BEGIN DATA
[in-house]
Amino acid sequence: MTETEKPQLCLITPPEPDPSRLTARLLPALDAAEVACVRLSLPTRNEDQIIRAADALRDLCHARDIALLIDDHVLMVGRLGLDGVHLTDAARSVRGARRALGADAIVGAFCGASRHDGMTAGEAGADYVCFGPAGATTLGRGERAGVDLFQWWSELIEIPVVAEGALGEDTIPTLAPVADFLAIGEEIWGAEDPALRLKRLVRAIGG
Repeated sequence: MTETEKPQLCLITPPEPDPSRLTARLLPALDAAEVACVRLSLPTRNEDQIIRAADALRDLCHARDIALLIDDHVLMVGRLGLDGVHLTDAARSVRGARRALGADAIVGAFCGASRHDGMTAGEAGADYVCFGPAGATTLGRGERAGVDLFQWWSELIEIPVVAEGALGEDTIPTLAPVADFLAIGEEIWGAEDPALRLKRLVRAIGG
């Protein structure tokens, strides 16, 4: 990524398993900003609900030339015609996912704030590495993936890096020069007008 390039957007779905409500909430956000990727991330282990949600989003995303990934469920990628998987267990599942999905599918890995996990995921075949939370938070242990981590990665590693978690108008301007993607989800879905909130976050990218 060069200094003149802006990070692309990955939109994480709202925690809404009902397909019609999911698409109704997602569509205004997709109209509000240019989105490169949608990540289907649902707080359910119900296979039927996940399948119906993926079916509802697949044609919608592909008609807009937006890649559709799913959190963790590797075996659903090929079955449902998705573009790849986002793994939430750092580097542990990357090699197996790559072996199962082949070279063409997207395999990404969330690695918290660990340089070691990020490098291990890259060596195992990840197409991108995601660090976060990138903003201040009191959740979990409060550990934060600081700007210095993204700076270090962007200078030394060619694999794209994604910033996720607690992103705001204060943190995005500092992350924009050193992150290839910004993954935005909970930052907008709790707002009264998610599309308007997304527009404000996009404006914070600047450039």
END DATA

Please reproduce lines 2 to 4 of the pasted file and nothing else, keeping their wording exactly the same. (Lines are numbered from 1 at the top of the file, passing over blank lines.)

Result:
Amino acid sequence: MTETEKPQLCLITPPEPDPSRLTARLLPALDAAEVACVRLSLPTRNEDQIIRAADALRDLCHARDIALLIDDHVLMVGRLGLDGVHLTDAARSVRGARRALGADAIVGAFCGASRHDGMTAGEAGADYVCFGPAGATTLGRGERAGVDLFQWWSELIEIPVVAEGALGEDTIPTLAPVADFLAIGEEIWGAEDPALRLKRLVRAIGG
Repeated sequence: MTETEKPQLCLITPPEPDPSRLTARLLPALDAAEVACVRLSLPTRNEDQIIRAADALRDLCHARDIALLIDDHVLMVGRLGLDGVHLTDAARSVRGARRALGADAIVGAFCGASRHDGMTAGEAGADYVCFGPAGATTLGRGERAGVDLFQWWSELIEIPVVAEGALGEDTIPTLAPVADFLAIGEEIWGAEDPALRLKRLVRAIGG
């Protein structure tokens, strides 16, 4: 990524398993900003609900030339015609996912704030590495993936890096020069007008 390039957007779905409500909430956000990727991330282990949600989003995303990934469920990628998987267990599942999905599918890995996990995921075949939370938070242990981590990665590693978690108008301007993607989800879905909130976050990218 060069200094003149802006990070692309990955939109994480709202925690809404009902397909019609999911698409109704997602569509205004997709109209509000240019989105490169949608990540289907649902707080359910119900296979039927996940399948119906993926079916509802697949044609919608592909008609807009937006890649559709799913959190963790590797075996659903090929079955449902998705573009790849986002793994939430750092580097542990990357090699197996790559072996199962082949070279063409997207395999990404969330690695918290660990340089070691990020490098291990890259060596195992990840197409991108995601660090976060990138903003201040009191959740979990409060550990934060600081700007210095993204700076270090962007200078030394060619694999794209994604910033996720607690992103705001204060943190995005500092992350924009050193992150290839910004993954935005909970930052907008709790707002009264998610599309308007997304527009404000996009404006914070600047450039």